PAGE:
Finally, the poet declares himself "a kosmos" as a way of representing his and our universality:

    Walt Whitman, a kosmos, of Manhattan the son,
    Whoever degrades another degrades me,
    And whatever is done or said returns at last to me.
    I speak the pass-word primeval, I give the sign of democracy,
    By God! I will accept nothing which all cannot have their counterpart of on the same terms.

Sex and Sexuality

Sex and sexuality are prominent themes in "Song of Myself." Whitman's passionate belief in the goodness of nature fuels his eroticism as much as his belief in the intrinsic connection of body and soul. Whitman's belief in egalitarianism and the communion of individuals is further reflected in his sensuous language and imagery:

    I have said that the soul is not more than the body,
    And I have said that the body is not more than the soul,
    And there is no object so soft but it makes a hub for the wheel'd universe,
    And I say to any man or woman, Let your soul stand cool and composed before a million universes.

Sex and sexuality are bound to nature as well as to spirituality. Whitman proves this by pointing out that the senses, though natural, are also supernatural in the miraculous abilities they impart. Though not overtly sexual, the following example of his earthy rhetoric illustrates how Whitman connects flesh, desire, bodily function, and spirituality:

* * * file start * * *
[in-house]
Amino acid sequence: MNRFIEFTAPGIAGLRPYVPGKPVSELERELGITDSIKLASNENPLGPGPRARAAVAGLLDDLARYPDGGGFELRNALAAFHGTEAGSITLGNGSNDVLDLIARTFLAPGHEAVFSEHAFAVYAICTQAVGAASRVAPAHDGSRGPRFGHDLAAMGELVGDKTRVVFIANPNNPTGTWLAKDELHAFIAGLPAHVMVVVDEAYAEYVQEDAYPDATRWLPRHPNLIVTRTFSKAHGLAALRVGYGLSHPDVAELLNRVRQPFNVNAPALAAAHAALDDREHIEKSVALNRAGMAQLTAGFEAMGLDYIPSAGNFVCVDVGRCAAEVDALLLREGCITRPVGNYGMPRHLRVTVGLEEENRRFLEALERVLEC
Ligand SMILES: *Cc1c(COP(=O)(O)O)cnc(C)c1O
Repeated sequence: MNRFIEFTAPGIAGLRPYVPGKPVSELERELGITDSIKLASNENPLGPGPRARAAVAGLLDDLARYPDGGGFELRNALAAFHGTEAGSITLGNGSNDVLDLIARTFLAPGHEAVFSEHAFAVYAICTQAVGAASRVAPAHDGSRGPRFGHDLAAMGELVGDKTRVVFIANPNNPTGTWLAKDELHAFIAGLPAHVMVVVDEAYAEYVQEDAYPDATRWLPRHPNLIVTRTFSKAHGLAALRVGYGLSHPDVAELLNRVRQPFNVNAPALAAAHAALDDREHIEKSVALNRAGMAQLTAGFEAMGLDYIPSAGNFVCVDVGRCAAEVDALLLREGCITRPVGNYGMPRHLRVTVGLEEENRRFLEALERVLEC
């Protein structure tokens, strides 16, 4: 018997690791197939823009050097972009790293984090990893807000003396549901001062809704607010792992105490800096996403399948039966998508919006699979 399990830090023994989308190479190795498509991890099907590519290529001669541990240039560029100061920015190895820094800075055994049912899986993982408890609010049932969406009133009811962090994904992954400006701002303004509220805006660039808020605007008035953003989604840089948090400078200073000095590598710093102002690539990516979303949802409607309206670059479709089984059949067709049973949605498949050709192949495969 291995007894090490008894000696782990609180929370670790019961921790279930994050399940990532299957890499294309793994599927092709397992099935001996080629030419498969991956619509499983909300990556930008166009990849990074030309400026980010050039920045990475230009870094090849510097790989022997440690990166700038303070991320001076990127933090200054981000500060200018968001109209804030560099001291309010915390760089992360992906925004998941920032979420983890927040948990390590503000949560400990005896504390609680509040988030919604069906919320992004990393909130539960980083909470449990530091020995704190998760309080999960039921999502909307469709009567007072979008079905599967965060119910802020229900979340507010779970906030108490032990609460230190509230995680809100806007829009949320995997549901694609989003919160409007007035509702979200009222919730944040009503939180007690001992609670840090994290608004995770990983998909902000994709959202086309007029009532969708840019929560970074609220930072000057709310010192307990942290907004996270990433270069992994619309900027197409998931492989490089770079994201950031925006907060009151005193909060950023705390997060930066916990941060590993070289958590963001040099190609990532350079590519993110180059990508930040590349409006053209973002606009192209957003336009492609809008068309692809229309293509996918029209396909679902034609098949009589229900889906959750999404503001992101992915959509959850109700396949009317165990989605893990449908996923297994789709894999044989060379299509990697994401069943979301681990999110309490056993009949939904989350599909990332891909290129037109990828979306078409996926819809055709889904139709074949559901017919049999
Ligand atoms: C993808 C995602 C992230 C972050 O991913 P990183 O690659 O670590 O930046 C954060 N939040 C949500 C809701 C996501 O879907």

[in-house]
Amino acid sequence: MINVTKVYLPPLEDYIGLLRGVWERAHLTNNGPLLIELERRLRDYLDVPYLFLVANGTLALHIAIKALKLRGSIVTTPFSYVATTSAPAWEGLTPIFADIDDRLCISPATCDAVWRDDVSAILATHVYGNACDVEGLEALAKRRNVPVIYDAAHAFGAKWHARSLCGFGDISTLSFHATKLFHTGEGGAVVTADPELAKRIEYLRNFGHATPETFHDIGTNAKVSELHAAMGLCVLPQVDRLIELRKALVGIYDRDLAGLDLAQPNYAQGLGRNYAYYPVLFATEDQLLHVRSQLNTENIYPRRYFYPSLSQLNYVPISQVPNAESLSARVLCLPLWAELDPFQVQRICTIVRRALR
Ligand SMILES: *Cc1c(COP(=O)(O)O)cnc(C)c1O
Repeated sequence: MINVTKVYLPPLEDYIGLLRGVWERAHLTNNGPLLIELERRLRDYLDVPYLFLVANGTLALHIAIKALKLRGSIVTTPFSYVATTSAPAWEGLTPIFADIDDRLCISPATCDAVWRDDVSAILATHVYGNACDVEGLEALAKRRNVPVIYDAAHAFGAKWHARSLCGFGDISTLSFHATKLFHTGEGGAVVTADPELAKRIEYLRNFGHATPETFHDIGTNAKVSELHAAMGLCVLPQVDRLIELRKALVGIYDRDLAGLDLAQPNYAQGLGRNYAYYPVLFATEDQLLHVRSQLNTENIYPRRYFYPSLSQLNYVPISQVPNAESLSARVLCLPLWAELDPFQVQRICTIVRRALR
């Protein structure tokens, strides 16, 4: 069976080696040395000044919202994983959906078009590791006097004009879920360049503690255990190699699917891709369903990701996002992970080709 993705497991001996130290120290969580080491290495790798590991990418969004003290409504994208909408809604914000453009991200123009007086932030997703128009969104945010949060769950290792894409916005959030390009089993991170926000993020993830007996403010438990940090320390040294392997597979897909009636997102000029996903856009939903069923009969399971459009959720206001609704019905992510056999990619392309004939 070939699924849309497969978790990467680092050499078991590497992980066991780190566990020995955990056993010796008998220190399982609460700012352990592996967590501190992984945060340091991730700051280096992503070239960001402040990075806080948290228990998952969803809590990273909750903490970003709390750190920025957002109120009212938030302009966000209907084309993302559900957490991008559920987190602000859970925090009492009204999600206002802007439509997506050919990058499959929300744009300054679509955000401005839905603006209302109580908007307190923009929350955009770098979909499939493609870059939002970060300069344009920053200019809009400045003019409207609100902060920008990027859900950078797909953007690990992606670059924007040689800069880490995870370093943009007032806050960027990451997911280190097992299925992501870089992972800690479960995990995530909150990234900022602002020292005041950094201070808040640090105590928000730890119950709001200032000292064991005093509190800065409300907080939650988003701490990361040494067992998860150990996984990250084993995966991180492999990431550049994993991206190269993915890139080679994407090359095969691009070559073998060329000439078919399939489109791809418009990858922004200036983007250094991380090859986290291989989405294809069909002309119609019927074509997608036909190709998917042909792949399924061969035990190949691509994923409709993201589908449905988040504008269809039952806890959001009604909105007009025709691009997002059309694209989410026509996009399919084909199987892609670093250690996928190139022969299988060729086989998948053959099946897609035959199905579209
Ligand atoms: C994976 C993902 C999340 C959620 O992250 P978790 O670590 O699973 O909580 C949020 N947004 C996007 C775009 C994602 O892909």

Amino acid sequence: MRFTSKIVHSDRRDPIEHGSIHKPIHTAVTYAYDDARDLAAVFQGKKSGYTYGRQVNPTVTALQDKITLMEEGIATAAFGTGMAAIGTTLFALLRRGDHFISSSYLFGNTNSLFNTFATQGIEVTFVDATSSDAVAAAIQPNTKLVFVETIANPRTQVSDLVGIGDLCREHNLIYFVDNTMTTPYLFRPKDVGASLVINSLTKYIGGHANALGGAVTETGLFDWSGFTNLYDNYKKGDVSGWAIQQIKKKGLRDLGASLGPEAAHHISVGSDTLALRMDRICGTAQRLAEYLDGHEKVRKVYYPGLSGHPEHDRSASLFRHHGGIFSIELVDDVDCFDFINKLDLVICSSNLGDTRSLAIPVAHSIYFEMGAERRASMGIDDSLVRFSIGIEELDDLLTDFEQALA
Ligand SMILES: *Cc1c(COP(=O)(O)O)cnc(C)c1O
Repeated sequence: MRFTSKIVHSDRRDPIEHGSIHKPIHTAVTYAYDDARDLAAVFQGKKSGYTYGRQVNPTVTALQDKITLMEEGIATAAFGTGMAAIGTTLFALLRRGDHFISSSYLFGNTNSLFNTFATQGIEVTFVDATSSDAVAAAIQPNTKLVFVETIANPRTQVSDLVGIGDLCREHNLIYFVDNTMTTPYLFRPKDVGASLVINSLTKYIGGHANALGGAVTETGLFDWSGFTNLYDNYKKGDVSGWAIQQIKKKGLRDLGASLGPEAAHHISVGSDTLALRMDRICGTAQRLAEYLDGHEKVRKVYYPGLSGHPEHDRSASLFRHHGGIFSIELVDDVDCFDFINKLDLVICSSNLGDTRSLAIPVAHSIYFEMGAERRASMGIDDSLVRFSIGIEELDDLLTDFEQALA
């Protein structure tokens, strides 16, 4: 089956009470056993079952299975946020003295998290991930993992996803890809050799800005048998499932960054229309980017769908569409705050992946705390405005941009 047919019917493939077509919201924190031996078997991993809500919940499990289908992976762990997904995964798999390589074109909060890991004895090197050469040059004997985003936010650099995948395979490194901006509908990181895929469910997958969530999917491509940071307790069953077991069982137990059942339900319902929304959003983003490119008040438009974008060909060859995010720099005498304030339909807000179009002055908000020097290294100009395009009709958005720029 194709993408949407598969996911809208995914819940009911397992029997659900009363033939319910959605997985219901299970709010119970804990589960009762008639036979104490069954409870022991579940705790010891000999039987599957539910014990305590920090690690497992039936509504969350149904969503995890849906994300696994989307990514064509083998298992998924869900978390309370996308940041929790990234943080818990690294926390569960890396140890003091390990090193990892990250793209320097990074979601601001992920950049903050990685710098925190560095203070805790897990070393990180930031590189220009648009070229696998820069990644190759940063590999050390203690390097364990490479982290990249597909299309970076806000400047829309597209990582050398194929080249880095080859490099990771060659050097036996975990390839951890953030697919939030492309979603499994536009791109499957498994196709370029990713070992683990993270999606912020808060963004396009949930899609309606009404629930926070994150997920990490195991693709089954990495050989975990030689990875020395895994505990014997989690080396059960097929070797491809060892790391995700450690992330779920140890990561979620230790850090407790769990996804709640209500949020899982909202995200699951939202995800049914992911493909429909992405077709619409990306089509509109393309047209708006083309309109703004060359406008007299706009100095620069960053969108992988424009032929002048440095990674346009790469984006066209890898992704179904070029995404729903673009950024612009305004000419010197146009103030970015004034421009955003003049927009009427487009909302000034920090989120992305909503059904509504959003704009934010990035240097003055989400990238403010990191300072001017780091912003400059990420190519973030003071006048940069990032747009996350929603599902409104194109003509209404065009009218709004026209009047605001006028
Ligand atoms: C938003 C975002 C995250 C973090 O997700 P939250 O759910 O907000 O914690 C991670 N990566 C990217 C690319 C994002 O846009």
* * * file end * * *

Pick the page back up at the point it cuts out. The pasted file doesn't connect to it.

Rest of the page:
I believe in the flesh and the appetites,
    Seeing, hearing, feeling, are miracles, and each part and tag of me is a miracle.
    Divine am I inside and out, and I make holy whatever I touch or am touch'd from,
    The scent of these arm-pits aroma finer than prayer,
    This head more than churches, bibles, and all the creeds.

Whitman also uses the body as a metaphor for the dramatic and varied American landscape. In the following passage, the use of "I" and "you" reflect the universal "myself" of the poem's title:

    Mix'd tussled hay of head, beard, brawn, it shall be you!
    Trickling sap of maple, fibre of manly wheat, it shall be you!
    Winds whose soft-tickling genitals rub against me it shall be you!
    Broad muscular fields, branches of live oak, loving lounger in my winding paths, it shall be you!
    Hands I have taken, face I have kiss'd, mortal I have ever touch'd, it shall be you.